Only two concrete Confidence Building Measures on Kashmir after the foreign ministers meeting
A few Confidence Building Measures (CBMs) on Kashmir were expectedly announced after the meeting between the foreign ministers of India and Pakistan. The outcome was underwhelming and far lesser than the expectations. It has been speculated for a few months now that these CBMs could include starting a Kargil-Skardu bus, increasing the frequency of the Srinagar-Muzaffarabad bus, a banking mechanism to replace the existing barter system, enhancing the list of items allowed to be traded, and increasing the number of trading days from two to four every week.
While the list of CBMs, as laid out in Paragraph 11 of the Joint Statement, does sound rather long, most of it is full of promises. There are, in fact, only two concrete measures among the list.
iii) The number of trading days stand enhanced from 2 to 4 days per week. Truck movements shall take place on Tuesdays, Wednesdays, Thursdays and Fridays, both on Srinagar-Muzaffarabad and Poonch-Rawalakot routes.
v) Both sides will expedite the processing time for applications, which shall not be more than 45 days.[link]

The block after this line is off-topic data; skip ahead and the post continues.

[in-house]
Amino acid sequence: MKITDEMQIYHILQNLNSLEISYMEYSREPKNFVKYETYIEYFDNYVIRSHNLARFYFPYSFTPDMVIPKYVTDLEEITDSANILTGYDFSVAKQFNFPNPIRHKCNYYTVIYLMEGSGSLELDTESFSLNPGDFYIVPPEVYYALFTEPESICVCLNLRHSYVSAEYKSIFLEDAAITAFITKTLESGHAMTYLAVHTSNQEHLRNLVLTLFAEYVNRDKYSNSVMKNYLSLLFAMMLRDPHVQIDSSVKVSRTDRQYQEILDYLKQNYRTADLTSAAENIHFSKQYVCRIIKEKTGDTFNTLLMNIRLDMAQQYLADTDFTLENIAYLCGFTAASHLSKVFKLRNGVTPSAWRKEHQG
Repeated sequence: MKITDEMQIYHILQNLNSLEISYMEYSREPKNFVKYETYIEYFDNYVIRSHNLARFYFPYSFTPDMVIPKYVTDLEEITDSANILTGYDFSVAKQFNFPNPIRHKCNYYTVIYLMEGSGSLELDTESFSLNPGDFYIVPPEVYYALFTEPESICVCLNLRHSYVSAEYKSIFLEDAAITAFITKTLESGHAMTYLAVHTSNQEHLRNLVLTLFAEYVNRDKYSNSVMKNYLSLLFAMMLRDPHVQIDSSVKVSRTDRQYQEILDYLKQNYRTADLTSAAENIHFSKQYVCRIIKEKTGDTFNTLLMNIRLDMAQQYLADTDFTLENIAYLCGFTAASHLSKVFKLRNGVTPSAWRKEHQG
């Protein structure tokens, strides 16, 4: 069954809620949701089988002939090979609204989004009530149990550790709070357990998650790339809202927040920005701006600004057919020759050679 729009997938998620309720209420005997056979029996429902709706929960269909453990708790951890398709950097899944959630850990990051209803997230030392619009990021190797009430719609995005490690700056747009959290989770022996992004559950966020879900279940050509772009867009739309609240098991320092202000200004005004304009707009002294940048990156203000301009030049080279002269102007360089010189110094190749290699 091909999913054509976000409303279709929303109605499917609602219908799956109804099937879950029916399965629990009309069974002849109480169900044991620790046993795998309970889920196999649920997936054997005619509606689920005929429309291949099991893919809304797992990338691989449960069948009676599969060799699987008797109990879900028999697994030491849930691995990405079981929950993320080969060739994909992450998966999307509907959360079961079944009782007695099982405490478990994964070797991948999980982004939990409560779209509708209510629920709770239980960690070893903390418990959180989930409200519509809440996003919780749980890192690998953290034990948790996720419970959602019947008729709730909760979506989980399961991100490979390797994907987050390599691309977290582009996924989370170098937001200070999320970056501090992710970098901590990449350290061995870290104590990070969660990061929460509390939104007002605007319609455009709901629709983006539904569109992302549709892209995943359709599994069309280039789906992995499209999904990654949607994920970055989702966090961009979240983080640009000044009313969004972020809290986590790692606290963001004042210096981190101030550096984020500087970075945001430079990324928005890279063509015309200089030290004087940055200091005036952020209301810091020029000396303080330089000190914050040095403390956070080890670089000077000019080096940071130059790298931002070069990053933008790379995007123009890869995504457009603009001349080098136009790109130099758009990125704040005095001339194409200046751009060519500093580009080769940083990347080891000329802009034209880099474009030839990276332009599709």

Rather than the 3-4 months it currently takes to process applications for travel across the LoC, bringing the time down to 45 days or less is indeed a positive step. Those in the know suggest that the increase in days for cross-LoC trading was done for security purposes as they found it difficult to search the vehicles during two days of trade earlier.
If the cross-LoC trade has to flourish, the most important step is to find a banking mechanism to replace the existing barter system. No modern trade can work on barter system of 21 items undertaken by two parties who are not even in direct communication with each other. It is disappointing that the two countries could not find a way to get this essential prerequisite for trading in place.
No one expected a major breakthrough at the meeting of the foreign ministers but this announcement of CBMs — after the deliberations of a Joint Working Group on the subject — is seriously underwhelming. Perhaps, it is time we tempered our expectations on minimal incremental positive steps from such interactions even further.
Meanwhile, the Indian MEA continues to finely parse its foreign secretary’s comment over a sentence in the Joint Statement. The sentence in question was indeed diplomatic drafting of a high calibre: “The ministers reviewed the status of bilateral relations and expressed satisfaction on the holding of meetings on the issues of Counter-Terrorism (including progress on Mumbai trial) and Narcotics Control….”
So the government of India is satisfied with holding of meetings to discuss progress on Mumbai trial but not satisfied — actually silent — about the progress of trials per se. Sounds bizarre. Maybe because it is bizarre.